In 1946, Chiang Kai-shek, former Head of the Chinese Nationalist Government, addresses the Chinese people upon his return to Shanghai following the Japanese occupation. On Chiang’s right is Lieutenant-General A. C. Wedemeyer, Commander of the US forces in China, and on his left is his wife, Soong May-ling.
The leader of the Chinese Nationalist Party, Chiang Kai-shek (1886–1975), fought against Japanese control and then against the Communist Party led by Mao Tse-Tung. Defeated in 1949, he went into exile in Formosa.
The founder of the Chinese Communist Party (CCP), Mao Tse-tung (1893–1976), was President of the People’s Republic of China from 1954 to 1959. He was behind the Great Leap Forward and the Great Proletarian Cultural Revolution (1965–1968).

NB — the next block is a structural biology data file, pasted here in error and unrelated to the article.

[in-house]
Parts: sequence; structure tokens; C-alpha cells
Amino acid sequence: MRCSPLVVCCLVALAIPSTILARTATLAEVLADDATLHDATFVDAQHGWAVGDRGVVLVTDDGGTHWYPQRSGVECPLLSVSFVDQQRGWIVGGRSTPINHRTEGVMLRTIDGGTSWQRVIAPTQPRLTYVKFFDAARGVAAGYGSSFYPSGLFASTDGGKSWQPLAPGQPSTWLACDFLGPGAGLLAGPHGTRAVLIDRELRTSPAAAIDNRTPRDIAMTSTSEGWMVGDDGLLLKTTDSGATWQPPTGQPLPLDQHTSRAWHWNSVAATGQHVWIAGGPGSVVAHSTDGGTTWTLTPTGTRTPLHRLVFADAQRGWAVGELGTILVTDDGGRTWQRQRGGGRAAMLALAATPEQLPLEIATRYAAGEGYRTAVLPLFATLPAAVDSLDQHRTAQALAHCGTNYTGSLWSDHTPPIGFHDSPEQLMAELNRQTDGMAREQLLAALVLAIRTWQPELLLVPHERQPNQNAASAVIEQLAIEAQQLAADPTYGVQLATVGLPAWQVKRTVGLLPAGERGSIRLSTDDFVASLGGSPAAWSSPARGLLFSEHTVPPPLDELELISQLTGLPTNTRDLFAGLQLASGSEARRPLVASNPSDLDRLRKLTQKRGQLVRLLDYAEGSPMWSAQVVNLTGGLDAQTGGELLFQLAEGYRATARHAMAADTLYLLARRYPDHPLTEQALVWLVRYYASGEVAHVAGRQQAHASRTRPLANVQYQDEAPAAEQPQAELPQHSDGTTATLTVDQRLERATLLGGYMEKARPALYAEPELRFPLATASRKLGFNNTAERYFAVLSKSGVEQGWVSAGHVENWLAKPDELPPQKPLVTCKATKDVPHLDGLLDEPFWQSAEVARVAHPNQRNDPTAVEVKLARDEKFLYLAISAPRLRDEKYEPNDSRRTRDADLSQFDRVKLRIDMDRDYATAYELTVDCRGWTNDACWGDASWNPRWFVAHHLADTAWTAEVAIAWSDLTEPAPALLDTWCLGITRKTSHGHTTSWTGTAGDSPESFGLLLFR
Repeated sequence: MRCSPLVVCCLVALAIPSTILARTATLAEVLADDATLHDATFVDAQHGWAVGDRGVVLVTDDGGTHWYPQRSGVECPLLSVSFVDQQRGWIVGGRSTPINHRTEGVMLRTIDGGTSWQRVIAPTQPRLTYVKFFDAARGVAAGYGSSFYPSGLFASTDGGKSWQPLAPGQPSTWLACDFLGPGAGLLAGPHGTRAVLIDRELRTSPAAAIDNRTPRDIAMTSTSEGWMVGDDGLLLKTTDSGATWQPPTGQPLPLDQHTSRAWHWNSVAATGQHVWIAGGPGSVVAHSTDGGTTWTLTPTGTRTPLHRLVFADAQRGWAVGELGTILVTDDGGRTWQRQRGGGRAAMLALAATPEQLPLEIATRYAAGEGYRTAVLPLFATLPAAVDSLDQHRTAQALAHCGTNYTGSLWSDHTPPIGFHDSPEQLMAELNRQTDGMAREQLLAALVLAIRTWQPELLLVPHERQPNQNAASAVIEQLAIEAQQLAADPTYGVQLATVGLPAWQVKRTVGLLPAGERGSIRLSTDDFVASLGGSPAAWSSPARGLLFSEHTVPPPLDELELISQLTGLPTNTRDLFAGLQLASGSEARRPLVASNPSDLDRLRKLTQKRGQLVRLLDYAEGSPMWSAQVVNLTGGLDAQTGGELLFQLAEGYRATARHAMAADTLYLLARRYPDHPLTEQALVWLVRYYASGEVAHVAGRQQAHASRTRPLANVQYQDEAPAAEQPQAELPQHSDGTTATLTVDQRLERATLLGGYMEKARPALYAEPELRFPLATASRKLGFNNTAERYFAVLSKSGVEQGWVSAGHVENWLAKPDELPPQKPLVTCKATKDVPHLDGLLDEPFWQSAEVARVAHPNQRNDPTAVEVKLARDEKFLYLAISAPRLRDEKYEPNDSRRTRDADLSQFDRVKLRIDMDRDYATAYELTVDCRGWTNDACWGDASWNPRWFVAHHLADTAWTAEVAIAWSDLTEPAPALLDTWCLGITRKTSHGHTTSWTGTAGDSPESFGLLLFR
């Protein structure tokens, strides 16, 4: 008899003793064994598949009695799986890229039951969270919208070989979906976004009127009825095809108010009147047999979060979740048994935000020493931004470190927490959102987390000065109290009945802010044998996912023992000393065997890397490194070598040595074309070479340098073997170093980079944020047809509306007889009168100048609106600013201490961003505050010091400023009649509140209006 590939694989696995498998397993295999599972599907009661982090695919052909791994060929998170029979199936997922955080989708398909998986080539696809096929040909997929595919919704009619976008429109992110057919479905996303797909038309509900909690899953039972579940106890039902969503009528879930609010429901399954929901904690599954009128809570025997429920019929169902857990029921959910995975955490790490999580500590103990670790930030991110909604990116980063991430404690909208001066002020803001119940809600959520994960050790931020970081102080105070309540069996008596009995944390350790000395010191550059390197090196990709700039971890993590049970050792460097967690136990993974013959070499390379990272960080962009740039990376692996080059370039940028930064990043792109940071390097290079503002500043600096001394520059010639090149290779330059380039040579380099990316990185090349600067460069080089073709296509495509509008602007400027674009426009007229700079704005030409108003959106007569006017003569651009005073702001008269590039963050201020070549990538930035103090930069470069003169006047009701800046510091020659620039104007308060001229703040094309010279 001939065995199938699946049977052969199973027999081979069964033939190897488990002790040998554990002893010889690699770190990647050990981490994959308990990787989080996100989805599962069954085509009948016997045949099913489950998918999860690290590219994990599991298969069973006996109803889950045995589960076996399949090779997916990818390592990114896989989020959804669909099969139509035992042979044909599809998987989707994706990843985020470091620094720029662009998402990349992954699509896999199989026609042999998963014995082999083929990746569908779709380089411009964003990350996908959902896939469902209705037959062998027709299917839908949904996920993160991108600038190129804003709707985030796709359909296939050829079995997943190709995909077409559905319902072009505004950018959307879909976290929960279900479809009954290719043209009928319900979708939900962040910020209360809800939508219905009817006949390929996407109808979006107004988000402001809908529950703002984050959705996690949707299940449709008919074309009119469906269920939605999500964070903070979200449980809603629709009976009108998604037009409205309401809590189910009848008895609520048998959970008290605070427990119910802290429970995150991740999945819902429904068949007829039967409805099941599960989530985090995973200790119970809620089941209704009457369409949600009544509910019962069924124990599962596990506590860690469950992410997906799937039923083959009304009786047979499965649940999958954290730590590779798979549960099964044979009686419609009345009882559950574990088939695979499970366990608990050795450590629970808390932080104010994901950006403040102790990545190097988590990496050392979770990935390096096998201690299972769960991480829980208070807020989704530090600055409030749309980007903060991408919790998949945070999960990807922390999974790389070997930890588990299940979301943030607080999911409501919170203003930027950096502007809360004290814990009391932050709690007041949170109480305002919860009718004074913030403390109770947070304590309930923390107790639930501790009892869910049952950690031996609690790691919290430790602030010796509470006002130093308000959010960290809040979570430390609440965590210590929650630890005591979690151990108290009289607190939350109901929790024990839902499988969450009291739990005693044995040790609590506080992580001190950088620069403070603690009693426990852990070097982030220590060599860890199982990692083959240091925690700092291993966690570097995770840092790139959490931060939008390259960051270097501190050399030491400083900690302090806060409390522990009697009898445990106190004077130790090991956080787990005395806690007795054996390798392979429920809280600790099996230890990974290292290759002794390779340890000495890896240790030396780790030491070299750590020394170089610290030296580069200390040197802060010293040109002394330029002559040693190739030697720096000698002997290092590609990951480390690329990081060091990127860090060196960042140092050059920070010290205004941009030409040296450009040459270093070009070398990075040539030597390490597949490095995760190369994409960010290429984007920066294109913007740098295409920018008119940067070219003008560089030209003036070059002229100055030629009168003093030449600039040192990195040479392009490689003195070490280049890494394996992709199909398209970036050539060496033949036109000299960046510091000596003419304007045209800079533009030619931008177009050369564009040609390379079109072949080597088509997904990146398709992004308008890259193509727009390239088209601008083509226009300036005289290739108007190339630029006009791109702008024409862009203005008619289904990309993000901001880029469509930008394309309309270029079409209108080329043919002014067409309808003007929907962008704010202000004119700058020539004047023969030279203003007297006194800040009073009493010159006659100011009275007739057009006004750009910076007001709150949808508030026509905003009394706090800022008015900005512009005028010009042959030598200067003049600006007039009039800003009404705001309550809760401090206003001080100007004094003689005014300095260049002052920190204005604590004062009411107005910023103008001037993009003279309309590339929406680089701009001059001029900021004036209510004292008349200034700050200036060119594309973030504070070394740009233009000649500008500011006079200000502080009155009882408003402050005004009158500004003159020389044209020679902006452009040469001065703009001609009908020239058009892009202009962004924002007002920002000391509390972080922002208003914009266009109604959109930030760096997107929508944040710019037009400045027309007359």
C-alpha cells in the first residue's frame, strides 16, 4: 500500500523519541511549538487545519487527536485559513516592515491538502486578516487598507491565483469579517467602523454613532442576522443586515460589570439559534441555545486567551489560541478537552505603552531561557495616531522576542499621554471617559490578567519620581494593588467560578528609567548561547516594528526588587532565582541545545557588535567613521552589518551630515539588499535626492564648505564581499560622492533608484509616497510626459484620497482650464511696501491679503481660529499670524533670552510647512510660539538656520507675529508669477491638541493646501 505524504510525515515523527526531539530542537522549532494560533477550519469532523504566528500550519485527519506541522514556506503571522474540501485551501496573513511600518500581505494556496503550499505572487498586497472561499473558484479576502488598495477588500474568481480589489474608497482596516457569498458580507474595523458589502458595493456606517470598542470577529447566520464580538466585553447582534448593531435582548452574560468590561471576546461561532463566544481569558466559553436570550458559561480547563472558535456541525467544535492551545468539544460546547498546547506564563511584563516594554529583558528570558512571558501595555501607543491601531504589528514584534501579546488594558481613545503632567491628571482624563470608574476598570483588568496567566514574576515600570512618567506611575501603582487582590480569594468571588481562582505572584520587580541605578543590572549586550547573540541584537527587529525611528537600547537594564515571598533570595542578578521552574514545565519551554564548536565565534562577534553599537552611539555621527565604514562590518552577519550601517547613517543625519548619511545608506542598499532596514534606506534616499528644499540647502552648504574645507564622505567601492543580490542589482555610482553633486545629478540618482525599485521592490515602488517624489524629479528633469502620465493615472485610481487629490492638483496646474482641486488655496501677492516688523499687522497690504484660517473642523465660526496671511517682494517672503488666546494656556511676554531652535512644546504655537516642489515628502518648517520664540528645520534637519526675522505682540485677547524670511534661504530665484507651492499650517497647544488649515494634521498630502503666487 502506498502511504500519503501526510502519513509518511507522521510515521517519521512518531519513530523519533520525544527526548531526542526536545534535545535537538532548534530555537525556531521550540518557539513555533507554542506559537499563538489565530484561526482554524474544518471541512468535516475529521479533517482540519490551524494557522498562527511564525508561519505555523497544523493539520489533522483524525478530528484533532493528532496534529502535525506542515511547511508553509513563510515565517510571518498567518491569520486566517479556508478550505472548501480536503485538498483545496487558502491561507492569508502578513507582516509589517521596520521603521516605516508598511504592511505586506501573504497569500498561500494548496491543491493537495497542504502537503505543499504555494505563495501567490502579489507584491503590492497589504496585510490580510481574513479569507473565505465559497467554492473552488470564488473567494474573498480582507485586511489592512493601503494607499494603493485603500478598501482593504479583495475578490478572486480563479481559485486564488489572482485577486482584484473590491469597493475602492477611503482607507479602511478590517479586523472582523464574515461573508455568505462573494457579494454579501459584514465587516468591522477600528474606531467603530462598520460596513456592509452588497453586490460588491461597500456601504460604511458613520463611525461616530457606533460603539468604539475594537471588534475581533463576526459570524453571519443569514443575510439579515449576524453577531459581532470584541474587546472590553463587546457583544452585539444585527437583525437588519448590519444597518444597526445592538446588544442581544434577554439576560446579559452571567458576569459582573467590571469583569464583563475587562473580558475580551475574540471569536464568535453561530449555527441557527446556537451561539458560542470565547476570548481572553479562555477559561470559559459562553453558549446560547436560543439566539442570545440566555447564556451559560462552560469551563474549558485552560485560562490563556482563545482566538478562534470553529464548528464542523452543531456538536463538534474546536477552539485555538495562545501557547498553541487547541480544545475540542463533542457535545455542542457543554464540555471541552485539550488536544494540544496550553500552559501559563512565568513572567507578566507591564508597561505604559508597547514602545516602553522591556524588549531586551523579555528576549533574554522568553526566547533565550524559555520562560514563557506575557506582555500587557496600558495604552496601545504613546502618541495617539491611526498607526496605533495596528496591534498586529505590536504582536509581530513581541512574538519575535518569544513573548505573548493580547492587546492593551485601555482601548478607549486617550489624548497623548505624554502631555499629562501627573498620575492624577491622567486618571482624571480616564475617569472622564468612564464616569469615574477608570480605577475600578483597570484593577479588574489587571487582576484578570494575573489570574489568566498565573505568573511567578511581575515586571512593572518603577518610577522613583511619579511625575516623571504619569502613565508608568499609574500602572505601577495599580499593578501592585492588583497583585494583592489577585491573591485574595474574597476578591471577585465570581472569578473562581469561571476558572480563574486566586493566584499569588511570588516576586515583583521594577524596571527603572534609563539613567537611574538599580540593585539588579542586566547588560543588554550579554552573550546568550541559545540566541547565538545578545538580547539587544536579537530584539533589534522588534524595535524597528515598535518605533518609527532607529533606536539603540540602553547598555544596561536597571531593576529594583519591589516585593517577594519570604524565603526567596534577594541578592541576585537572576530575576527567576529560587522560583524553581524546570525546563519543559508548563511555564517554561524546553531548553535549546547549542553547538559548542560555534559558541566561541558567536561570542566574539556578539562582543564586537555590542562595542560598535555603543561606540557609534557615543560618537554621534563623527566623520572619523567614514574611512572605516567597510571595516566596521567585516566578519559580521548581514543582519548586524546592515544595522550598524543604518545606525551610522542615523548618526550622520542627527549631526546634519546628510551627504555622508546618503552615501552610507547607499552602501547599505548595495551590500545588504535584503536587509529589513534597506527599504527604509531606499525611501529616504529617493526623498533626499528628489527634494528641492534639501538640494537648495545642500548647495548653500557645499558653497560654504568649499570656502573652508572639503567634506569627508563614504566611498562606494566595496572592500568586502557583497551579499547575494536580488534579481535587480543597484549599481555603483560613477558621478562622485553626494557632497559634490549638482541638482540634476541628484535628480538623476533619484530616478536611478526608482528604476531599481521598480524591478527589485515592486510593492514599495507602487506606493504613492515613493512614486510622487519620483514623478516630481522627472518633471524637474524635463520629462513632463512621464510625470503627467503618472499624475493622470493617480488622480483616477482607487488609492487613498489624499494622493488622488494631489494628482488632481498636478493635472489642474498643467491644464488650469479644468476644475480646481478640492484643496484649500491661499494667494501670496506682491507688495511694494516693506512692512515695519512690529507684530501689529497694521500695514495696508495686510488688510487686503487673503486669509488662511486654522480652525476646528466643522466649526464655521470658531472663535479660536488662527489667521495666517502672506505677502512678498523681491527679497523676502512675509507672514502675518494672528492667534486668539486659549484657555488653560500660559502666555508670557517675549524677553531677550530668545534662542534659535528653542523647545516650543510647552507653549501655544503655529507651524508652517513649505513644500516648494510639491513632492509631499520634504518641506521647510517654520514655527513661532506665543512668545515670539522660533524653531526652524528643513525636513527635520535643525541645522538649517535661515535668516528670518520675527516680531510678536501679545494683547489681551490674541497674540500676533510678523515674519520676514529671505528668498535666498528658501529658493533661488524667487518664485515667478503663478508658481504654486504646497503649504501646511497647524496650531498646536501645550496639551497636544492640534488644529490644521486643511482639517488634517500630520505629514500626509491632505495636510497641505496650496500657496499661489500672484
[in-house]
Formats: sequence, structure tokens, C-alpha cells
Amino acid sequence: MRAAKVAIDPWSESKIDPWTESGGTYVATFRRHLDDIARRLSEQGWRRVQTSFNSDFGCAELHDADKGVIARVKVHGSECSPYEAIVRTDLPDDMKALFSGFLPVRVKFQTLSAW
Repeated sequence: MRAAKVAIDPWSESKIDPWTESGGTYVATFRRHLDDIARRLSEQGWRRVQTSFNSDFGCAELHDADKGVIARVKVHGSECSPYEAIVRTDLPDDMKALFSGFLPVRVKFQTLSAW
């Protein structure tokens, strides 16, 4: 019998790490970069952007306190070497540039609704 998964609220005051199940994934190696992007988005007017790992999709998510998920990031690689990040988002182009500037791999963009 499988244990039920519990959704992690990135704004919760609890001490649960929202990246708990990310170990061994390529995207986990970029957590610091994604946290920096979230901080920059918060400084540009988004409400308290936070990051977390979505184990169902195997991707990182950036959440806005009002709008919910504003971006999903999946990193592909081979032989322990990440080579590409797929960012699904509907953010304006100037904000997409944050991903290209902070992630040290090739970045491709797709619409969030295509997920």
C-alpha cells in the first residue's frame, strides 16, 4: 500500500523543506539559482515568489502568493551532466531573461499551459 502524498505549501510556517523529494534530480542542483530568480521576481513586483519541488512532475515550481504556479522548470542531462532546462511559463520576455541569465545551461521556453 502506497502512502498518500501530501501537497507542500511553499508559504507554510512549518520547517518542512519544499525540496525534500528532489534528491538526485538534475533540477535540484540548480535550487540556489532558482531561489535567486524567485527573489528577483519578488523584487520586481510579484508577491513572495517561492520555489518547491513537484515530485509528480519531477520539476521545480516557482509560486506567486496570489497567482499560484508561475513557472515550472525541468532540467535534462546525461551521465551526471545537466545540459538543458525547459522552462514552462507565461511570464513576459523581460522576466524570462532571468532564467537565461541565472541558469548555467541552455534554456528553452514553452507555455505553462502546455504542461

On 1 October 1949, on the occasion of the proclamation of the People’s Republic of China, the Soviet daily newspaper Pravda praises the Chinese people, led by Mao Tse-Tung, for their efforts in this successful revolution.
On 7 January 1950, the Italian daily newspaper Corriere della Sera comments on the recognition of Mao Tse-Tung’s Communist China by Great Britain and describes the position taken by the United States towards the Communist leader’s accession to power.